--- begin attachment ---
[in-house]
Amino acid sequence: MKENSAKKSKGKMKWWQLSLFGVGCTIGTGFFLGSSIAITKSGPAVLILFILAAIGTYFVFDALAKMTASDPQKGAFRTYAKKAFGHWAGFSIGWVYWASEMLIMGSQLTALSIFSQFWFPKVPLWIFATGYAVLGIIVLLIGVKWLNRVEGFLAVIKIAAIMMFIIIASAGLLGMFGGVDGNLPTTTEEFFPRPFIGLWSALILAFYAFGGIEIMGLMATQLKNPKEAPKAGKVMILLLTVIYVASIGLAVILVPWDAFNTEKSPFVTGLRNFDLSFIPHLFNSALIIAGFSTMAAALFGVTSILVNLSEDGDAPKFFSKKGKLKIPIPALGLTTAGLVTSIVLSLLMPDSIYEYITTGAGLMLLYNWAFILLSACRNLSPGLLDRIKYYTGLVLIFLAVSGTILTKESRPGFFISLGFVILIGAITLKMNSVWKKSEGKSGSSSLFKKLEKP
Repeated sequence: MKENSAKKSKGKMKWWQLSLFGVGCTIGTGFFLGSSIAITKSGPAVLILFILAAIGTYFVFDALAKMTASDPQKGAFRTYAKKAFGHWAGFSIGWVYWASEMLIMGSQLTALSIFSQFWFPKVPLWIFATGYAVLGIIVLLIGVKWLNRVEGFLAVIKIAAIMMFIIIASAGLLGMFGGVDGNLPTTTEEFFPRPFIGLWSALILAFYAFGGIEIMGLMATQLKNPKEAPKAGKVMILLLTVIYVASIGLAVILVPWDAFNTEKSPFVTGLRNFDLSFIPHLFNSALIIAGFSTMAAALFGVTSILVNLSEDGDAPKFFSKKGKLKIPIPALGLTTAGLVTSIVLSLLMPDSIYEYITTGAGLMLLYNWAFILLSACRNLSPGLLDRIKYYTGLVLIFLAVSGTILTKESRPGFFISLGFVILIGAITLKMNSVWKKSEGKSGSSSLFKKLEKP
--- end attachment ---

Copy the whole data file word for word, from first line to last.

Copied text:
[in-house]
Amino acid sequence: MKENSAKKSKGKMKWWQLSLFGVGCTIGTGFFLGSSIAITKSGPAVLILFILAAIGTYFVFDALAKMTASDPQKGAFRTYAKKAFGHWAGFSIGWVYWASEMLIMGSQLTALSIFSQFWFPKVPLWIFATGYAVLGIIVLLIGVKWLNRVEGFLAVIKIAAIMMFIIIASAGLLGMFGGVDGNLPTTTEEFFPRPFIGLWSALILAFYAFGGIEIMGLMATQLKNPKEAPKAGKVMILLLTVIYVASIGLAVILVPWDAFNTEKSPFVTGLRNFDLSFIPHLFNSALIIAGFSTMAAALFGVTSILVNLSEDGDAPKFFSKKGKLKIPIPALGLTTAGLVTSIVLSLLMPDSIYEYITTGAGLMLLYNWAFILLSACRNLSPGLLDRIKYYTGLVLIFLAVSGTILTKESRPGFFISLGFVILIGAITLKMNSVWKKSEGKSGSSSLFKKLEKP
Repeated sequence: MKENSAKKSKGKMKWWQLSLFGVGCTIGTGFFLGSSIAITKSGPAVLILFILAAIGTYFVFDALAKMTASDPQKGAFRTYAKKAFGHWAGFSIGWVYWASEMLIMGSQLTALSIFSQFWFPKVPLWIFATGYAVLGIIVLLIGVKWLNRVEGFLAVIKIAAIMMFIIIASAGLLGMFGGVDGNLPTTTEEFFPRPFIGLWSALILAFYAFGGIEIMGLMATQLKNPKEAPKAGKVMILLLTVIYVASIGLAVILVPWDAFNTEKSPFVTGLRNFDLSFIPHLFNSALIIAGFSTMAAALFGVTSILVNLSEDGDAPKFFSKKGKLKIPIPALGLTTAGLVTSIVLSLLMPDSIYEYITTGAGLMLLYNWAFILLSACRNLSPGLLDRIKYYTGLVLIFLAVSGTILTKESRPGFFISLGFVILIGAITLKMNSVWKKSEGKSGSSSLFKKLEKP